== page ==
Notice of Draft LEIS Availability and Public Comment Period
Contact: Allison Banks, Public Information Officer, 907-697-2230
Glacier Bay NP Releases Gull Egg Proposal
Glacier Bay National Park and Preserve on Friday released a draft legislative environmental impact statement in which the National Park Service proposes to authorize a limited harvest of glaucous-winged gull eggs in the park. Public comment on the draft is open until March 6, 2009.
The harvest would be managed cooperatively by the NPS and the Hoonah Indian Association, the federally recognized tribe of the Huna Tlingit. The park is part of the traditional homeland of the Huna Tlingit, who traditionally harvested eggs there prior to the park’s establishment in 1925. The practice was curtailed in the 1960s as the Migratory Bird Treaty Act and federal regulations prohibited it.
The draft legislative environmental impact statement responds to the Glacier Bay Resource Management Act of 2000 (P.L. 106-455) in which Congress directed the NPS to determine whether egg harvest could occur in the park without impacting gull populations.
The NPS is considering three alternatives; a No-Action Alternative which would not allow egg harvest and two alternatives which would authorize limited traditional harvest of glaucous-winged gull eggs. The preferred alternative (Alternative 3) would authorize harvest of gull eggs at designated locations in the park on two dates in early summer.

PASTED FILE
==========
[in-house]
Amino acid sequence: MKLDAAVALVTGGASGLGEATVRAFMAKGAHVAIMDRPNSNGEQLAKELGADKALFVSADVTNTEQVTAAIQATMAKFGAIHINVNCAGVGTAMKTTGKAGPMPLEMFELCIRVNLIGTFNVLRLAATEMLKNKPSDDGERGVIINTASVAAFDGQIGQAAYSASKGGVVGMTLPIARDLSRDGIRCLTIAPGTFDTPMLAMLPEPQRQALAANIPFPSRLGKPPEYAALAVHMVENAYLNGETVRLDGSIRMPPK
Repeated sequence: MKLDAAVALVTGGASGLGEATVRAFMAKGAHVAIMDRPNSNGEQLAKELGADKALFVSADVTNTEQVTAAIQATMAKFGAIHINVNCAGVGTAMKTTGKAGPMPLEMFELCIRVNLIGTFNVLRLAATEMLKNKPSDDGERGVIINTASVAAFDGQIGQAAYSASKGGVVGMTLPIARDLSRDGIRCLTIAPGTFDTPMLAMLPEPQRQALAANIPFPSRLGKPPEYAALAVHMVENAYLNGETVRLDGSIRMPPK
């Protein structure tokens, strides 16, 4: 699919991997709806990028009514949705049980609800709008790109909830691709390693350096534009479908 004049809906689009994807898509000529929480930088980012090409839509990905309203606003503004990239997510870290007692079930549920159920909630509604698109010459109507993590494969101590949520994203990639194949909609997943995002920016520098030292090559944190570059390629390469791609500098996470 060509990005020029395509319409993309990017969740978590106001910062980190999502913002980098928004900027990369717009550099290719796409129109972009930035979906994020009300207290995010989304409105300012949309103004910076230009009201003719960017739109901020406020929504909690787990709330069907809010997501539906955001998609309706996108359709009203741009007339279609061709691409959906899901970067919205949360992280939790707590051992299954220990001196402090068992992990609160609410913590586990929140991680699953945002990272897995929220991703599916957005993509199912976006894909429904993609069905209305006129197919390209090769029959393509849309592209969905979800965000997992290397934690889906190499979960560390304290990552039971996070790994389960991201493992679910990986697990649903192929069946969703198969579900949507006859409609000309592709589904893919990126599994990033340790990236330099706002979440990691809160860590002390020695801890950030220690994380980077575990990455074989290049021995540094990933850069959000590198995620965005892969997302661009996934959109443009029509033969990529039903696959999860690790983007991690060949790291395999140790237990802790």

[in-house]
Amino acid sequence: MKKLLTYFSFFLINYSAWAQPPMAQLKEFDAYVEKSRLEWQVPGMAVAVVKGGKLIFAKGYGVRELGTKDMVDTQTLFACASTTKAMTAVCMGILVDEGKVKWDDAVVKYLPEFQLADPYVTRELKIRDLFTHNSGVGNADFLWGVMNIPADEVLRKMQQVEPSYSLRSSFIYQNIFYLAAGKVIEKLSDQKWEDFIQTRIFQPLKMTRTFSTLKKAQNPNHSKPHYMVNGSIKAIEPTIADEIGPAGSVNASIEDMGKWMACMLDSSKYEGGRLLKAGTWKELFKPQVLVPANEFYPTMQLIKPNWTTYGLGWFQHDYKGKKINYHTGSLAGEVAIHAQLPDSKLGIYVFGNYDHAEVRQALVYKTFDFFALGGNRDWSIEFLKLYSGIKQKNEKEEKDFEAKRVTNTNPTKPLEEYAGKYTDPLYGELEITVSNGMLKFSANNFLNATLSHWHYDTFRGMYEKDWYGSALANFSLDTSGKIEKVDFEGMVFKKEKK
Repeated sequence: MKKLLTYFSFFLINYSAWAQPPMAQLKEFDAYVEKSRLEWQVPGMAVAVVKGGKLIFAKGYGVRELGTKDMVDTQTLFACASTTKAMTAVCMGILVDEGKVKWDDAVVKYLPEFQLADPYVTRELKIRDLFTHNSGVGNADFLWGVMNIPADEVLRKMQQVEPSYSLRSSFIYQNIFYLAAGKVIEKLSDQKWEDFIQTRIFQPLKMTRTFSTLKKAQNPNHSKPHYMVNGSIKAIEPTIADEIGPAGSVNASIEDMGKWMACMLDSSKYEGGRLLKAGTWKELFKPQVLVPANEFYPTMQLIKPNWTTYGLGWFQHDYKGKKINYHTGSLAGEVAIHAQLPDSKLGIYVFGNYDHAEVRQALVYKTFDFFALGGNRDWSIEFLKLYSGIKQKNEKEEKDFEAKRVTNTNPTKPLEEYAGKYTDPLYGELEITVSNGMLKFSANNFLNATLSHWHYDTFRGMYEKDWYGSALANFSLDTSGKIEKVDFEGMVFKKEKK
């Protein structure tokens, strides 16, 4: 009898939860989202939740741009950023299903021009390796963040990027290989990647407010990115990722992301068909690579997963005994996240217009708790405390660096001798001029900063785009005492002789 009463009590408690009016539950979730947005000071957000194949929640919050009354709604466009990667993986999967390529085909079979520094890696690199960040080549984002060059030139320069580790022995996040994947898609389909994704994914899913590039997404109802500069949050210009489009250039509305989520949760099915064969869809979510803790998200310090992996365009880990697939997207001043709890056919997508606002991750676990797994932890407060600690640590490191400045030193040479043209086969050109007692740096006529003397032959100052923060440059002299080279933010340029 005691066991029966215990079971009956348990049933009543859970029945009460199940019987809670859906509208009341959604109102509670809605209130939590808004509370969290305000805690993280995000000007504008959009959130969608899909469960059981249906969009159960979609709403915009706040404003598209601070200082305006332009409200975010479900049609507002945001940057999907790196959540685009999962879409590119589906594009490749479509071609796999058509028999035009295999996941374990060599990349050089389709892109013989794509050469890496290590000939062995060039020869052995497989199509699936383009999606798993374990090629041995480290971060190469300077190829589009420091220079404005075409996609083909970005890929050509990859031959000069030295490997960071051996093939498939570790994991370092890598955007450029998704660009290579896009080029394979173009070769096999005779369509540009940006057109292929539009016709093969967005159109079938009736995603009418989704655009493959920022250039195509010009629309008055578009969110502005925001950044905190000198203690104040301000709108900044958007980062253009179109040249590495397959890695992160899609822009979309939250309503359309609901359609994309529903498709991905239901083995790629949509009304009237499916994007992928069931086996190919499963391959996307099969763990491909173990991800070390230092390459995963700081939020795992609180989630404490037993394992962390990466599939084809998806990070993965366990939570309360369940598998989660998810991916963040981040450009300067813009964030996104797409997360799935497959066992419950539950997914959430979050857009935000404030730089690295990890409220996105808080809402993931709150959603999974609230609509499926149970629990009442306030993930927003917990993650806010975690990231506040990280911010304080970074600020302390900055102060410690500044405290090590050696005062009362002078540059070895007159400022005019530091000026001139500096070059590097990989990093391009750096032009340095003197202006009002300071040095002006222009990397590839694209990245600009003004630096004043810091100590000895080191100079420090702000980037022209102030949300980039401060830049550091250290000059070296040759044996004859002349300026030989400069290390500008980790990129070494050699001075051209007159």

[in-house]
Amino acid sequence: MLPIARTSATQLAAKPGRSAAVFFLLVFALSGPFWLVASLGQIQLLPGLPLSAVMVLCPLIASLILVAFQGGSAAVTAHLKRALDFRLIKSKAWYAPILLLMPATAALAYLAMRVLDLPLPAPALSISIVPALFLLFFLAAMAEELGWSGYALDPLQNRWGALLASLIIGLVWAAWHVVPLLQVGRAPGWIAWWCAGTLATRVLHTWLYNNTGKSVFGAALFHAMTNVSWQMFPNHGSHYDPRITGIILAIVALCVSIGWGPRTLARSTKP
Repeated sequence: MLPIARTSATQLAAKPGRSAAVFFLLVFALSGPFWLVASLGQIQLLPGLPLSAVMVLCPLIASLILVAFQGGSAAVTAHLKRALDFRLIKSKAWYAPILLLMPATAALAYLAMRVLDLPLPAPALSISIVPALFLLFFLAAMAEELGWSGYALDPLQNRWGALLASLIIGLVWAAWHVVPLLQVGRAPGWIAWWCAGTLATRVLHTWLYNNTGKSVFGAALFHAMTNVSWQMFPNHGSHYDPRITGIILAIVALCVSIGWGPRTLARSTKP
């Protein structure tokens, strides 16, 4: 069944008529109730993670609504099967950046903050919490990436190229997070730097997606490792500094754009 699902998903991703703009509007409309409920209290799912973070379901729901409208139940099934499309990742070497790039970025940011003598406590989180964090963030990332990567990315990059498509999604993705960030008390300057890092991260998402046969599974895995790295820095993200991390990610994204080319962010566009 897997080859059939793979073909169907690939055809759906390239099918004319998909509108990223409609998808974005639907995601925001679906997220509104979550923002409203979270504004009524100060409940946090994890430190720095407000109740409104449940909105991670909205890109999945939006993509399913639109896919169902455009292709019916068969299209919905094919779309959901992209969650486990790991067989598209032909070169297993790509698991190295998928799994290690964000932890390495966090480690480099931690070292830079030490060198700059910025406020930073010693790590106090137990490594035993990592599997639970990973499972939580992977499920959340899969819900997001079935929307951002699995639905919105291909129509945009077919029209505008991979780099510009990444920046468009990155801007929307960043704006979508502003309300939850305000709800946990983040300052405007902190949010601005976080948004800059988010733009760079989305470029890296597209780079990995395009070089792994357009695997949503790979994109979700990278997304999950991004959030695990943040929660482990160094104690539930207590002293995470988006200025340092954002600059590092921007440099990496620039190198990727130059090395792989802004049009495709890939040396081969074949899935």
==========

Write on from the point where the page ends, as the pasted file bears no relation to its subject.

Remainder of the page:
Public meetings are planned in five locations in January and February; all are between 7 p.m. and 9 p.m.
January 13 HoonahHoonah City Hall
February 2 Anchorage ZJ Loussac Library
February 3 Juneau Centennial Hall
February 4 Gustavus Gustavus Library
February 5 HoonahHoonah City Hall
The document is available online at the park planning web site. Hard copies are available by mail by contacting Mary Beth Moss, 907-317-1270.
Comments on the document may be sent to Glacier Bay National Park & Preserve, Attn. Mary Beth Moss, P.O. Box 140, Gustavus, AK 99826 or by e-mail. Comments can also be posted on-line at the park planning web site.
Did You Know?
Interglacial stumps can range from 250 to 10,000 years old. Some of these stumps are remnants of forests that predate the Little Ice Age and can help researchers understand the climate history of Glacier Bay.